Here some suggested organisations that offer expert advice on SN.
Going through new diagnosis with DS aged 4. Special school advised, a bit in shock :/(13 Posts)
Thought I could share my feelings with someone that has some idea what it's like?
Well, in the past I've always thought my son (now aged 4 and a half) just had some delays and would catch up. Realised there was actually a problem about a year ago, when I saw how different the other kids at his nursery are to him.
Today I recieved the report from an hour long first appointment we had with a paediatric consultant the other day. She writes that he's very likely Autistic, and says that a few times actually, and says she needs a further appointment to confirm this. Also he has significant speech delay.
She told us when we saw her, it's rare that she would say that so easily and usually she sits on the fence and asseses for a good while, but our son is showing very clear signs and meets the criteria already for diagnosis (within the first .
mins) she even mentioned quietly that he's really not n this planet and treats her like furniture while leaning over her and has no spark for interaction at all.
Which I can't deny, he'll only communicate when really necessary. Or very occasionally to repeat some learnt phrases to me.
I already know all this, but it's different when the professional actually says it.
I went in there thinking; this is pointless, she'll would say 'oh he has some delays but will catch up'
I mean, surely he would have to be rocking constantly and doing A-levels mathmatical equations to be 'Autistic'?
Well I was shocked at how seriously she took us and my son's behaviour.
So don't know whether to be relieved he has something to put a name on, and hopefullyunderstood more, and that it isn't my fault.
Or sadenned that it's turned out to be something that might not go away?
We went through this so we could get evidence to get him a learning assistant at school, because Iknow they are helpful, Ialways did great in class when one was on hand to helpme.
But in this letter she's saying that he just won't cope in mainstream school and that a 'special educational setting' could meet his needs in the future.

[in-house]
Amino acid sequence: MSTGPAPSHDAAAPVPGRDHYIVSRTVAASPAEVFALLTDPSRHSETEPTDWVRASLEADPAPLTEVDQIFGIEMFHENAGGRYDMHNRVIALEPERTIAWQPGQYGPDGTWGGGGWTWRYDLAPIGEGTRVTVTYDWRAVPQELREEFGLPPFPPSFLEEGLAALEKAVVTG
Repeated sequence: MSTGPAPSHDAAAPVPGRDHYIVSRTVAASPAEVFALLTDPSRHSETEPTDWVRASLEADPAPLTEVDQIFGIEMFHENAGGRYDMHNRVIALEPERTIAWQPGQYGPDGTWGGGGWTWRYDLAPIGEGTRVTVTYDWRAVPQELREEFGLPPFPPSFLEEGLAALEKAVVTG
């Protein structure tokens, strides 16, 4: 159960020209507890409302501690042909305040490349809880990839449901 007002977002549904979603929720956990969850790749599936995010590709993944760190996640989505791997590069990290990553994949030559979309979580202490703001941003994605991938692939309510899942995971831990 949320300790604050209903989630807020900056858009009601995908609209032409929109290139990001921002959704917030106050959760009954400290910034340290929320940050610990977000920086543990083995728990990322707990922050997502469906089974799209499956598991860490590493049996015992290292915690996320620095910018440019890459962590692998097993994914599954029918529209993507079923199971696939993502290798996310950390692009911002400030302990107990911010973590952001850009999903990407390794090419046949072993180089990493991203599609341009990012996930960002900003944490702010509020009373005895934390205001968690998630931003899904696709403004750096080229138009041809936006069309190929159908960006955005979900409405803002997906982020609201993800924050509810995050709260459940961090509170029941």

That's a bit of a shock, I remember there being a special school near me when I was a kid, and always though it was for kids in wheel chairs and really disabled people. I never considered that my son wouldneed to go to one. He was so normal when hewas a baby, I though I would have him reading and writing by this age, and that he'd be so super, because of all the effort I would out into him (first child, can you tell).
I just have no idea what the future holds now.
If he goes to special school, doesnt that mean he won't get GCSEs?
Will he ever get a job?
They're saying I can get DLA but I feel like I'm scamming them, because he's not in a wheelchair.
I mean the extra money would be fab and I want it.
To be honest having him means I don't use public transport anymore, and I don't work fulltime like I could before, so maybe with DLA I'll be able to run a car, rather than relying on everyone else?
Does anyone know how much he'll be entitled to?
I don't know if his needs means he'll get the lower rate of 18 pounds a week, or more?
Does anyone else have a child with similar special needs?
What happened with them?
Also does the consultant say what type of autism the child has? Does my son sound very autistic from what I write here?
It will take time to kick in and the roller coaster of emotions will set in one at a time or all at once. This is not down to you so if the guilt kicks in remember there is nothing you could of done to change that. As for DLA is down to how much extra care you give your child compared to children of the same age. My son is autistic and has no sense of safety ie will run into a road. I recieve high rate as he cannot be left in a bedroom without an adult so I have night time care. (you need both day and night to get high rate. you can order the form today and it will be back dated from today but you still have time to complete it. Do not do the from alone, ask for help, use celebra guidelines. It is horrific and it is when you realise that your child is disabled.
I would also suggest you talk to the NAS, I have a friend who is a counsellor with them, she didn't get the diagnosis for her eldest until he was about 7.
With any child who is diagnosed with anything, it comes as a shock to the parents and makes them feel guilty. Do talk to lots of people who know about Autism, read widely and good luck!